Venice Best Actress winner Penélope Cruz stars in Pedro Almodóvar’s Parallel Mothers Photo: Anne-Katrin Titze
Spotlight selection Jane By Charlotte (Jane Par Charlotte), Charlotte Gainsbourg’s intimate conversation with her mother Jane Birkin with cameos by Jo Attal; Revival short, Sedat Pakay’s James Baldwin: From Another Place (screening with Wendell B Harris, Jr.’s Chameleon Street); Alice Rohrwacher, Francesco Munzi, and Pietro Marcello’s Futura, and Todd Haynes’ The Velvet Underground (Lou Reed, John Cale, Maureen Tucker, Sterling Morrison, Nico, shown with Edward Lachman’s Songs For Drella video) round out the four early bird highlights of the 59th New York Film Festival.
Charlotte Gainsbourg’s intimate Jane By Charlotte with her mother Jane Birkin are in the Spotlight Photo: Anne-Katrin Titze
Opening Night Gala selection is Joel Coen’s The Tragedy Of Macbeth, starring Denzel Washington and Frances McDormand; Jane Campion's adaptation of Thomas Savage’s novel The Power Of The Dog with Kirsten Dunst, Jesse Plemons, Benedict Cumberbatch, and Kodi Smit-McPhee is the Centerpiece selection, and Pedro Almodóvar’s Parallel Mothers, starring Penélope Cruz and Milena Smit will close the festival.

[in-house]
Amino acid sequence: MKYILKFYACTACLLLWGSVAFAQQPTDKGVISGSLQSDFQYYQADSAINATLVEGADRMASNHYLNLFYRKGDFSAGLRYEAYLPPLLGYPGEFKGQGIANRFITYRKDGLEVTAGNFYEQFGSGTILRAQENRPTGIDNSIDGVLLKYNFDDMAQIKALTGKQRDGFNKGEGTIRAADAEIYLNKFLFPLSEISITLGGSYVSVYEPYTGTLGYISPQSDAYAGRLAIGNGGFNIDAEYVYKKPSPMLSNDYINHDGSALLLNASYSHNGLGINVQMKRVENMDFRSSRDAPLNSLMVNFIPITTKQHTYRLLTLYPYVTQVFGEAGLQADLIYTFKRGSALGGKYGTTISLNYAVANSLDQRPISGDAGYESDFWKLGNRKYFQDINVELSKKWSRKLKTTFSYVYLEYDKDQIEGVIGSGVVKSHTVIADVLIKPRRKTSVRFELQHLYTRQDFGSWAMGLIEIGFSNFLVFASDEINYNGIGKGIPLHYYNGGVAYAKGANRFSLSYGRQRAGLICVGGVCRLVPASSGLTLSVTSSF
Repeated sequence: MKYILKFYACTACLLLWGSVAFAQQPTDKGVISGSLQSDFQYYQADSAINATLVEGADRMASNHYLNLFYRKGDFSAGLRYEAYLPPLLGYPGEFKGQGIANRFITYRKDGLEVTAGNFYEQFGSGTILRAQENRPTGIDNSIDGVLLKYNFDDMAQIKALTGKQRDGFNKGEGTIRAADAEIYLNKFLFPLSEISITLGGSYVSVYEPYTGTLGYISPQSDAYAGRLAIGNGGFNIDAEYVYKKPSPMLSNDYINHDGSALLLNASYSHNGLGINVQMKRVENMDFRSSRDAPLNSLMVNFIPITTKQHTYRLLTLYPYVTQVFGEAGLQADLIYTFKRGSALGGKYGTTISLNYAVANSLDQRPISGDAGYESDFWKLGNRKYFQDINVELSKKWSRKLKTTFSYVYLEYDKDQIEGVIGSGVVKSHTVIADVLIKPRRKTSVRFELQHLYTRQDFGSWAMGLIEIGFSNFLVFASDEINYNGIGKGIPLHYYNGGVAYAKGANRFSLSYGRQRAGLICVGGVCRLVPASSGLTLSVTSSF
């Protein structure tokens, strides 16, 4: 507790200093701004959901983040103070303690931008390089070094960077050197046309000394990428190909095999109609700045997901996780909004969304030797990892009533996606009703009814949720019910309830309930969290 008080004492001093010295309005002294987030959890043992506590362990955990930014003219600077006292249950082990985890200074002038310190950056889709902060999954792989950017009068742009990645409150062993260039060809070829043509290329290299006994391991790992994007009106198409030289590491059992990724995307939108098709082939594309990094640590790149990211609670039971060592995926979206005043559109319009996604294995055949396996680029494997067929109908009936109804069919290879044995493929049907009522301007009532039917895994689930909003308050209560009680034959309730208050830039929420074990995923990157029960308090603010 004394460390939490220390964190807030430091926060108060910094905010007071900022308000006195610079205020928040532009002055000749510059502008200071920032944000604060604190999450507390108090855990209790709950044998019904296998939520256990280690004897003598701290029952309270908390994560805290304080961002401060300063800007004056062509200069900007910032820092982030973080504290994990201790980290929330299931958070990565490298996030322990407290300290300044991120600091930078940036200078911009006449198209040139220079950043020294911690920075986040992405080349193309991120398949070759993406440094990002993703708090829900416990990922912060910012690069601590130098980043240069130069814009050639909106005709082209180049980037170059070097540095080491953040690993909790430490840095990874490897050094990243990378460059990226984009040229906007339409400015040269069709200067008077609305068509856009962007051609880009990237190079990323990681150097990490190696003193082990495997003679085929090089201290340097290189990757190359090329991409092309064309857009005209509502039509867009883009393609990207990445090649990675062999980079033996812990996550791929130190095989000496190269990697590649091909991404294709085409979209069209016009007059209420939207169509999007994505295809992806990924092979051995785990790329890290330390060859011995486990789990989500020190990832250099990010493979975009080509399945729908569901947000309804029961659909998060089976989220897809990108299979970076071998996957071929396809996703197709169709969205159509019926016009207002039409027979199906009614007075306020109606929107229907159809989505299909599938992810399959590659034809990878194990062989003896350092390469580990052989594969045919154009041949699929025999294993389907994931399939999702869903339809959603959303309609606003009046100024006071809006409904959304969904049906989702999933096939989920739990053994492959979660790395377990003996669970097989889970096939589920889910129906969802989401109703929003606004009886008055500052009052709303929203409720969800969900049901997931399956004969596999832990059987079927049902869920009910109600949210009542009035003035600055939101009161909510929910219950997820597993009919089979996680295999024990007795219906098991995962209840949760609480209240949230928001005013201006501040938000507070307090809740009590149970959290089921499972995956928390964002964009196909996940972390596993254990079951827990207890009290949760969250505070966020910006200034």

At the Venice International Film Festival, the jury led by Bong Joon-ho honored Jane Campion with the Best Director Silver Lion and Penélope Cruz won Best Actress. The Special Jury Prize went to Michelangelo Frammartino for Il Buco and Maggie Gyllenhaal scored Best Screenplay for her adaptation of Elena Ferrante’s novel The Lost Daughter. Both films are also in New York’s Main Slate programme.
Todd Haynes’ Wonderstruck was the Centerpiece selection of the 55th New York Film Festival. He also had in 1998 Velvet Goldmine, 2007 I’m Not There, and 2015 Carol selected for the New York Film Festival. Raoul Peck’s James Baldwin documentary I Am Not Your Negro was in the 2016 Spotlight on Documentary programme and received an Oscar nomination, and Terrence Dixon’s Meeting the Man: James Baldwin in Paris, shot by Jack Hazan (whose film Rude Boy is in this year’s Revivals) was seen in last year’s Revivals section. Barry Jenkins’ If Beale Street Could Talk, based on James Baldwin’s novel screened at the 2018 New York Film Festival.